Saturday, December 8, 2012

My Christmas Baby

I have been having so much fun with this girl, who is almost four.  She charms me.  She is a total ham, a tad mischievous, and has the heart of an older soul. (When asked what she wants for Christmas or her birthday she responds "Whatever you want to give me, I am sure I will love it.")

I have to admit that a lot of days, after I pick her up from preschool, the temptation (while Bronwen naps) is to turn on TV for her, so I can "get things done." I give in to this fake babysitter more often than I care to admit in writing. It's hard to resist the siren song of TV, especially when Madelyn asks for it.

But I have been trying, really trying, not to do this as often.  

This week we've been enjoying mild weather. We've been making up games like "Twirly Hugs" and we finished the Christmas decorating together.

Madelyn was excited when we pulled out this book:
She thought it was stories.  (We're doing the Christmas-book-a-night thing again this year.) I explained that it was Christmas music and that we could go to the piano where I would try to play while she sang.
 Well, be still my beating heart.  She was so into it. I think this will be the highlight of my week.
We sat together for half an hour or so, playing, singing, making mistakes, listening, starting over, and giggling. She loved "Angels We Have Heard on High" (we did it twice), "Once in Royal David's City" (also twice), and "Silent Night" (all three verses at least three times). We both had a blast.
In this book I found an accompaniment for "Away in a Manger" (Madelyn's favorite) that was easy enough for me to play with minimal goof ups. I really, really, really wish I had captured the audio somehow. This was the only carol Madelyn would sing as a solo, and her sweet little voice, perfectly in tune, made my heart melt.

I thought of sitting at the same piano with my mom when I was a girl, doing the same thing. And I know my mother did the same with my grandmother.

All this to say, it pays to turn the TV off. 

And this: to raise the kids in the house with a beautiful piano right here, and leaving it silent, would be a waste of beauty.

So I checked a book out of the library on easy piano lessons for kids.  If the kids won't let me try to teach them, I've got a line on a teacher who will come to the house instead. 

It's going to happen.


Fizi said...

Wonderful. I would love to play piano and sing with my children. Sadly, I am so left-handed that, despite many lessons, hours of scales and much heart-break later, my right hand still wants to play the bass line and my left still assumes dominance. Happily Angus has decided that Isla should learn the piano. She wants to and is fortunately right handed. Angus has also decided that Isla should have a piano for Christmas next year but it will be many years before we can sing and play carols together. Oh, what a happy day that will be!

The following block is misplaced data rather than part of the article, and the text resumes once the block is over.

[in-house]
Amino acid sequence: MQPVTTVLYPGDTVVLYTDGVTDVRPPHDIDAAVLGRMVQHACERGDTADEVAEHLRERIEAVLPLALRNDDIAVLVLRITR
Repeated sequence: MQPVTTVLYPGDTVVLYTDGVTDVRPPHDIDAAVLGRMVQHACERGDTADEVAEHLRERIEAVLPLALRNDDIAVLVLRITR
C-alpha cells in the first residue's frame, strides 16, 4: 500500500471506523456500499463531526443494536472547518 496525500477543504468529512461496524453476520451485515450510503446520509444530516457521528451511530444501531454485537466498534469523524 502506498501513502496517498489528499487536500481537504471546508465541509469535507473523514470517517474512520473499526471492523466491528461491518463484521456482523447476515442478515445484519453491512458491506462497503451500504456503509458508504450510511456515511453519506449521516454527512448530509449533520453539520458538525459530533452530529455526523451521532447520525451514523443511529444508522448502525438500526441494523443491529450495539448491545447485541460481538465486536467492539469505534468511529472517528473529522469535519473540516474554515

Katie Parsoneault said...

Margaret, this makes my heart happy. I only wish we were close enough that I could teach her, because it would be huge fun and she would thrive.

Try to find a teacher who is more engaged in helping Madelyn WANT, really WANT, to know what is coming on the next page. That inner fire of curiosity and engagement will pull students through the roughest patches of I-don't-want-to-practice-right-now (and everyone has those). So many teachers use external motivators like fear of performance (you HAVE to practice for that recital!!!), rather than taking the time to explore the student's goals, and what she wants from piano study. Even very small kids have an idea, and while they can be guided, my happiest, longest-lasting, and most high-achieving students are those who were most self-guided, and who, with my help, learned to set their own goals, and to tell me what they like about their own playing and what they think they should do next as they learn a piece. Training students to self-coach gives them freedom to learn and achieve and OWN THAT, and most students are really pretty good at speaking their own truth: "I like that I kept the beat but I need to get my fingering better," for example. SO much more effective than the teacher saying, "Now watch that fingering there, you've been doing it wrong for three weeks in a row..."

Sorry, but I have seen so many students almost wrecked by teachers with good intentions who do not listen to their students that I tend to rant on. I send you and your girls and the GD love from afar ... and many happy hours singing and playing together!